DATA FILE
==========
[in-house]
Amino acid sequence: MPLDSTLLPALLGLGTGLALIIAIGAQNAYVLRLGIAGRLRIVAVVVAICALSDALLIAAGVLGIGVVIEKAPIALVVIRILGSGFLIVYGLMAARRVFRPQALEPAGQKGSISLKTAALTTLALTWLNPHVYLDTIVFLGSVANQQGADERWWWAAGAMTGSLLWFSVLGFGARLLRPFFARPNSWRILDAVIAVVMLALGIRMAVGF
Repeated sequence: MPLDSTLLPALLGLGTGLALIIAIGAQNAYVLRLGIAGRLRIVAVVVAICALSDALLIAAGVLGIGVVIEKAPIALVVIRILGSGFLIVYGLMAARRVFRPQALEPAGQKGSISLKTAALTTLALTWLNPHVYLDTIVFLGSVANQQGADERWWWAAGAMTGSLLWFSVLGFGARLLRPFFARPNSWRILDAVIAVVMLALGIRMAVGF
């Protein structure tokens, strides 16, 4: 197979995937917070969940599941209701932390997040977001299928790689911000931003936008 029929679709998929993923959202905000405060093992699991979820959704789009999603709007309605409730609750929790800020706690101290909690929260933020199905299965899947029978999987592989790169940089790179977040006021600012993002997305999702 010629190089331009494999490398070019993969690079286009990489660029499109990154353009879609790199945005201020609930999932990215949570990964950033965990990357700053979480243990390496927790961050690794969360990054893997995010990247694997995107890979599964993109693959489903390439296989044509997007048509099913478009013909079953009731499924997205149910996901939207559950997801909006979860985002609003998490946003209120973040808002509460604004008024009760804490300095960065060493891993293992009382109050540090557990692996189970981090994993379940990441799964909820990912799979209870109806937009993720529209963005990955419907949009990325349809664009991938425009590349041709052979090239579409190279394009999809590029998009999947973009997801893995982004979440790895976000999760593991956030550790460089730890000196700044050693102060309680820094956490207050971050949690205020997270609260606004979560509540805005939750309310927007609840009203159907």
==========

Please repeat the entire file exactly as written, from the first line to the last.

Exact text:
[in-house]
Amino acid sequence: MPLDSTLLPALLGLGTGLALIIAIGAQNAYVLRLGIAGRLRIVAVVVAICALSDALLIAAGVLGIGVVIEKAPIALVVIRILGSGFLIVYGLMAARRVFRPQALEPAGQKGSISLKTAALTTLALTWLNPHVYLDTIVFLGSVANQQGADERWWWAAGAMTGSLLWFSVLGFGARLLRPFFARPNSWRILDAVIAVVMLALGIRMAVGF
Repeated sequence: MPLDSTLLPALLGLGTGLALIIAIGAQNAYVLRLGIAGRLRIVAVVVAICALSDALLIAAGVLGIGVVIEKAPIALVVIRILGSGFLIVYGLMAARRVFRPQALEPAGQKGSISLKTAALTTLALTWLNPHVYLDTIVFLGSVANQQGADERWWWAAGAMTGSLLWFSVLGFGARLLRPFFARPNSWRILDAVIAVVMLALGIRMAVGF
């Protein structure tokens, strides 16, 4: 197979995937917070969940599941209701932390997040977001299928790689911000931003936008 029929679709998929993923959202905000405060093992699991979820959704789009999603709007309605409730609750929790800020706690101290909690929260933020199905299965899947029978999987592989790169940089790179977040006021600012993002997305999702 010629190089331009494999490398070019993969690079286009990489660029499109990154353009879609790199945005201020609930999932990215949570990964950033965990990357700053979480243990390496927790961050690794969360990054893997995010990247694997995107890979599964993109693959489903390439296989044509997007048509099913478009013909079953009731499924997205149910996901939207559950997801909006979860985002609003998490946003209120973040808002509460604004008024009760804490300095960065060493891993293992009382109050540090557990692996189970981090994993379940990441799964909820990912799979209870109806937009993720529209963005990955419907949009990325349809664009991938425009590349041709052979090239579409190279394009999809590029998009999947973009997801893995982004979440790895976000999760593991956030550790460089730890000196700044050693102060309680820094956490207050971050949690205020997270609260606004979560509540805005939750309310927007609840009203159907």